Okay, yes. Beetroot is weird–an undead gourmand?!– but it’s interesting.
Begins with a big shovelful of the same dusty soil opening that Zoologist Bat has, cellar dry, and cool. The sweet notes in the middle are an hour or so of white sugar–granulated crystals without fruit or flowers or spice–oddly earthy in its purity, and rather fun. The end lasts another two hours, a smudge of dirt on the skin, with subtle smoke that reminds me of Tank Battle.
Not one for daily wear, but I’ll douse myself in it for the local Zombie Shuffle next Halloween.
Now this is what a Halloween fragrance should be–weird, earthy, evocative, and tricky sweet.
TokyoMilk Dark #17 lists Absinthe, Vanilla Salt, Cut Greens, and Crushed Fennel on the bottle–and Arsenic lives up to that, and more.
Wormwood out of the bottle, a satisfying poison green, with a bit of dusty white frosting, both edible and stand-offish. A twitch of licorice keeps it fresh and fun for several hours at the edge of social distance, and then slides down to intimate space with intoxicating herbal green woods and mineral salts–the the kind that smell a bit sour and glitter when the light hits them right–until the next morning.
The sweeter top notes linger longer on hair and silk, and the bottom blooms brilliantly in a steaming bath (or cauldron.) Compelling and sexy. Leans to the warlock section of the spell-book.
Opens with nice earthy vodka that definitely makes one think of root vegetables, but then it warms up and the roses bloom on woody stems–sweet, pretty, and strange, with a hint of smoke in the distance.
Intriguingly genderless. In the daytime it’s cheerful–sun on fresh turned soil and trained florid roses. At night it seems Gothic–a vampire graveyard, and coolly seductive. Lasts four hours or so in personal space, with faint trails on cuffs. I like it very much.
(I have no idea what beetroot has to do with Kyoto, but I’ve never been.)
The Cure’s Kyoto Song probably has as much authentic ties to Japan as this scent, but it has some of the same dark emo vibes.
Nice. Fanghorn is a bit brighter than Murkwood and less sweet, with an earthy forest floor petrichor replacing the myrrh and incense. Realistic pine in a summer rainstorm for an hour, then green lichen on the skin for the rest of the day. Semi-permanent on cotton, with the wet fir opening.
I’m so disappointed. Sea-buckthorn, sanddorn (Swedish), argousier (French), or seaberry, is a creamy lemony pungent berry, close to a cranberry in texture and tartness.
The Old Whaling Co.’s version–a kid’s Body Shop strawberry and raspberry jam mashed with chalk and rose–was named by someone who has never touched, seen, eaten, or smelled a real seaberry.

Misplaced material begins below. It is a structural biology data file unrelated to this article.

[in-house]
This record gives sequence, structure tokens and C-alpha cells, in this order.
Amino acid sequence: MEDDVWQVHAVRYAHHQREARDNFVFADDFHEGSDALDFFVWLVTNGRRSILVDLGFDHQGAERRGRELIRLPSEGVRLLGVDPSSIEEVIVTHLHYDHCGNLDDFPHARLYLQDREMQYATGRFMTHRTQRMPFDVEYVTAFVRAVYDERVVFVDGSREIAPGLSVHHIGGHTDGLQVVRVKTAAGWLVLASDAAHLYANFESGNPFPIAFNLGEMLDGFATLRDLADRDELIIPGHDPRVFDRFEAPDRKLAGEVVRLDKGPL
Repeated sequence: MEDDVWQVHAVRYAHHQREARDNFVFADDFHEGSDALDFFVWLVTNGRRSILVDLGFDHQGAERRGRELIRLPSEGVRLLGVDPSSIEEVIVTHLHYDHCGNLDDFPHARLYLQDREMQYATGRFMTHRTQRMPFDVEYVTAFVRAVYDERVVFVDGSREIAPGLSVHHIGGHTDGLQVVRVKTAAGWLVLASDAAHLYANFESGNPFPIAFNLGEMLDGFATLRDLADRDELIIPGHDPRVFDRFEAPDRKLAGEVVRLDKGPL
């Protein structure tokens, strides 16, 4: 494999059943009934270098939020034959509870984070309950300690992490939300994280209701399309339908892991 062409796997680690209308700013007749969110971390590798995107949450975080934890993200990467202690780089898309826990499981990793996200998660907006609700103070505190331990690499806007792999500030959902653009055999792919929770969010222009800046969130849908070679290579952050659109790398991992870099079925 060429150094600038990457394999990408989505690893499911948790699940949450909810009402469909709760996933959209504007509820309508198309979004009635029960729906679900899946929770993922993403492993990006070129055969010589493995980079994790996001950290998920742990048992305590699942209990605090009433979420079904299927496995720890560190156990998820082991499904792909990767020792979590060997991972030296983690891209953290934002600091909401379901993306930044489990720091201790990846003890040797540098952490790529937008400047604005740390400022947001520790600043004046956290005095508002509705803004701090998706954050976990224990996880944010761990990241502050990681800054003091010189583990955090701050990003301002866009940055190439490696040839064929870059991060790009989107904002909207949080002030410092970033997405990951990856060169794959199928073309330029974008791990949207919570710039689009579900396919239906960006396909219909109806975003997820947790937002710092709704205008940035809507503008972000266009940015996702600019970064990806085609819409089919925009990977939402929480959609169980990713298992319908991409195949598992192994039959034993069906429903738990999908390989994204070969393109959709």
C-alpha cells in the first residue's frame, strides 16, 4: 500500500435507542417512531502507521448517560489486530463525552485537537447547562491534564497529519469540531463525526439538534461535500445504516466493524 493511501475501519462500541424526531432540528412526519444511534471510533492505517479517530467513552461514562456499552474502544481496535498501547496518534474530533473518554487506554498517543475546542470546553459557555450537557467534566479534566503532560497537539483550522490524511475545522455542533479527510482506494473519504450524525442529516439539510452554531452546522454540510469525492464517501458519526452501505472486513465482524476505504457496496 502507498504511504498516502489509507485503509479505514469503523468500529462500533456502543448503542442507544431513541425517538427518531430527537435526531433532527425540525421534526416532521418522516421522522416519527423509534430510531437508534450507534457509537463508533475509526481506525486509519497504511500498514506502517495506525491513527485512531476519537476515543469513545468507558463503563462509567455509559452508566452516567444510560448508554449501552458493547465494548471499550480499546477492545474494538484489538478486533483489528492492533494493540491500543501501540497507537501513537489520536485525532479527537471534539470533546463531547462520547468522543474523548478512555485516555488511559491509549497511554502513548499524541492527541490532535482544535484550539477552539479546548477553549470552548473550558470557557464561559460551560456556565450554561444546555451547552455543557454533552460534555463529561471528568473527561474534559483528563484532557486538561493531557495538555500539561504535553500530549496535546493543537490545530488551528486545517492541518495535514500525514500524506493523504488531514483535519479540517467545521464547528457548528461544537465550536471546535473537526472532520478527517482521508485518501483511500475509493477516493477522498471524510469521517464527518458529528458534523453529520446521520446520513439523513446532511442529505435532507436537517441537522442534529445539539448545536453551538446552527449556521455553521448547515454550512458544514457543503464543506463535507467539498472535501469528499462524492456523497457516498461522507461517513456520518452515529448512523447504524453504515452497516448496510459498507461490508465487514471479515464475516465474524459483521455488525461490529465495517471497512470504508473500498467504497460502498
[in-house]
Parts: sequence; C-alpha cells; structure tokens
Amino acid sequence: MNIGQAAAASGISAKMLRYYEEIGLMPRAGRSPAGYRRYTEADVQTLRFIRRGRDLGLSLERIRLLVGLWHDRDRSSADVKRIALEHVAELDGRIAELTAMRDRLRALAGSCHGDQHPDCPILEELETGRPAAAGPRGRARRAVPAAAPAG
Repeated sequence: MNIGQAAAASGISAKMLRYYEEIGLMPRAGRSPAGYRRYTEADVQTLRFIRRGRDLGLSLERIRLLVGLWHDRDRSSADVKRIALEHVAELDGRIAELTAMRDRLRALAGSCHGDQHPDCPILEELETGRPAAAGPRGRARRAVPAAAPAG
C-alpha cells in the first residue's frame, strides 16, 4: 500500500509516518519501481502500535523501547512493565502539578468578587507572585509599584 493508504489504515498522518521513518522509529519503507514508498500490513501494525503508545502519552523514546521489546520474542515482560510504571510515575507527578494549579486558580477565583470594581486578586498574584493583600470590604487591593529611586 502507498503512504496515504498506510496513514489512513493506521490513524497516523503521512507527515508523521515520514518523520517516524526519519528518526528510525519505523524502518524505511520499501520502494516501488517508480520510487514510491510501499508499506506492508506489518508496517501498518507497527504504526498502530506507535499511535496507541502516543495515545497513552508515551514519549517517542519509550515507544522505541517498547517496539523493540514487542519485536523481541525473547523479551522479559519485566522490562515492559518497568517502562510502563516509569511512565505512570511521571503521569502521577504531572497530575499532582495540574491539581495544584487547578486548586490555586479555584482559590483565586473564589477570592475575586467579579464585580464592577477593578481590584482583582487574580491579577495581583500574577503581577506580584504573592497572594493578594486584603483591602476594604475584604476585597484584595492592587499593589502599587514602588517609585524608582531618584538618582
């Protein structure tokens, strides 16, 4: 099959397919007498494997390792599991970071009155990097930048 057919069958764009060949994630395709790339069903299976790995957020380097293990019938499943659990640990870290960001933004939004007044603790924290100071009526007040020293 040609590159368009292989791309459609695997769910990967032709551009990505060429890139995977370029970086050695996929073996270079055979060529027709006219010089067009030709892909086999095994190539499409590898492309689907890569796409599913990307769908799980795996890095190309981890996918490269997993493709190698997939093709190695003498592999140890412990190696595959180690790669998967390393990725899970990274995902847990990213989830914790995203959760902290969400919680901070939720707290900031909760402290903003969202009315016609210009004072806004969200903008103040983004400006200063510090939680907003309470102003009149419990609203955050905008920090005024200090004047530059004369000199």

Their Mariner’s Moon candle sounds nice.
Shanty-Tok was a wave of communal Covid-19 art, when musicians discovered the looping possibilities of the TikTok social media app, and combined it with sea shanty folk songs. The Wellerman was the best, started by Nathan Evans.
Margot Elena lists notes of mineral salts, fresh water, turned earth, and white woods–which adds up somehow to sweet seaweed.
Opens with an aquatic fruity green note that stays wet for an hour before sinking into the skin with a faint wave of salty driftwood. The solid is sheer, without much projection, but this is one I wouldn’t want to douse myself with–I think it could easily turn brackish and swampy.
Simple, amiable and unisex. Good for reminiscing about seaside vacations, but collectors’ prices seem high for those memories.
This smells like a flirtation at the race track on a sunny day–with a tumbler full of Gin & Juice on the side.
Delightfully bitter citrus, and ebony black oily resins–new tires and gear oil and leather and asphalt, all inky surfaces that get a touch of sweetness as they heat up–that stay close to the skin for the afternoon.
It’s weird but fun, and I really like the dichotomy of it. Minerals gone organic and wild and dark, but bright and warm at the same time, and strangely inviting.
Leans masculine, but I’d wear it on high heel boot days–definitely on the Want-a-Full-Bottle list, and now I’m curious about the rest of the line.
One part Beefeater’s gin, three parts Ruby Red grapefruit juice. Pour over good ice and garnish with lime.
The ad copy says “smooth creamy warming” but I get “edge of the forest hermit.”
The first spray is a burst of sour citrus and vegetables with herbs, in a messy sun-drenched garden way, then everything gets spicy, woody cloves and earthy peppercorns for an hour on the skin. The end is a slow fade of soft with smoky firewood that’s still a bit too green to burn.
I’d really enjoy this on a guy, which is funny, because the guy said he’d enjoy it on me.